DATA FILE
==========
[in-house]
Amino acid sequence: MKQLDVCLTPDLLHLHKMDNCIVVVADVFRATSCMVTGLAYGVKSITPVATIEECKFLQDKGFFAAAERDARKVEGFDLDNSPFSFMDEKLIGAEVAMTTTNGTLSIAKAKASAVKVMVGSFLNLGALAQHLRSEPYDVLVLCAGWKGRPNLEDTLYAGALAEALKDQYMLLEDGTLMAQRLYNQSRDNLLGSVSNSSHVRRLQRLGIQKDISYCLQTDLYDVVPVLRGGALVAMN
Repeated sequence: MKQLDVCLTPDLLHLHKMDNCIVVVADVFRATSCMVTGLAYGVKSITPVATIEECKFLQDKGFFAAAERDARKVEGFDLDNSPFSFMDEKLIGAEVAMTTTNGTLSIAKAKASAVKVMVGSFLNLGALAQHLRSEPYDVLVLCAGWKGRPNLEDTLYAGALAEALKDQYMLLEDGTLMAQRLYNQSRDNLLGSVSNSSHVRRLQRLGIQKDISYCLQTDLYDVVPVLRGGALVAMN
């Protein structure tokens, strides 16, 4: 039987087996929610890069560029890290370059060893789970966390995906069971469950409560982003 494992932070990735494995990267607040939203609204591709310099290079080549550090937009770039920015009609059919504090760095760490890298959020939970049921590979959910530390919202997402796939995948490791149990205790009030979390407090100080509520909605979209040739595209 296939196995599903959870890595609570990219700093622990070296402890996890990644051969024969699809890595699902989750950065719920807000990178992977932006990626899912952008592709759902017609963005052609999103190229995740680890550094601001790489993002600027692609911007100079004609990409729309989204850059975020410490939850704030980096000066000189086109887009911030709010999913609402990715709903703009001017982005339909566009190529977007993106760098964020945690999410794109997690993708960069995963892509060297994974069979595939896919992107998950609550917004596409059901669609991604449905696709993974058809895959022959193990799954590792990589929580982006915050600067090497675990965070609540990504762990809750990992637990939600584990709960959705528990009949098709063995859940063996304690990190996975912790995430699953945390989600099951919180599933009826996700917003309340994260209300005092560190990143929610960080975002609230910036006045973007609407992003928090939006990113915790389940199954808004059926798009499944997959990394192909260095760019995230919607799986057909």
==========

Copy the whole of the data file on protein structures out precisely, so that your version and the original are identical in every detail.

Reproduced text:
[in-house]
Amino acid sequence: MKQLDVCLTPDLLHLHKMDNCIVVVADVFRATSCMVTGLAYGVKSITPVATIEECKFLQDKGFFAAAERDARKVEGFDLDNSPFSFMDEKLIGAEVAMTTTNGTLSIAKAKASAVKVMVGSFLNLGALAQHLRSEPYDVLVLCAGWKGRPNLEDTLYAGALAEALKDQYMLLEDGTLMAQRLYNQSRDNLLGSVSNSSHVRRLQRLGIQKDISYCLQTDLYDVVPVLRGGALVAMN
Repeated sequence: MKQLDVCLTPDLLHLHKMDNCIVVVADVFRATSCMVTGLAYGVKSITPVATIEECKFLQDKGFFAAAERDARKVEGFDLDNSPFSFMDEKLIGAEVAMTTTNGTLSIAKAKASAVKVMVGSFLNLGALAQHLRSEPYDVLVLCAGWKGRPNLEDTLYAGALAEALKDQYMLLEDGTLMAQRLYNQSRDNLLGSVSNSSHVRRLQRLGIQKDISYCLQTDLYDVVPVLRGGALVAMN
């Protein structure tokens, strides 16, 4: 039987087996929610890069560029890290370059060893789970966390995906069971469950409560982003 494992932070990735494995990267607040939203609204591709310099290079080549550090937009770039920015009609059919504090760095760490890298959020939970049921590979959910530390919202997402796939995948490791149990205790009030979390407090100080509520909605979209040739595209 296939196995599903959870890595609570990219700093622990070296402890996890990644051969024969699809890595699902989750950065719920807000990178992977932006990626899912952008592709759902017609963005052609999103190229995740680890550094601001790489993002600027692609911007100079004609990409729309989204850059975020410490939850704030980096000066000189086109887009911030709010999913609402990715709903703009001017982005339909566009190529977007993106760098964020945690999410794109997690993708960069995963892509060297994974069979595939896919992107998950609550917004596409059901669609991604449905696709993974058809895959022959193990799954590792990589929580982006915050600067090497675990965070609540990504762990809750990992637990939600584990709960959705528990009949098709063995859940063996304690990190996975912790995430699953945390989600099951919180599933009826996700917003309340994260209300005092560190990143929610960080975002609230910036006045973007609407992003928090939006990113915790389940199954808004059926798009499944997959990394192909260095760019995230919607799986057909």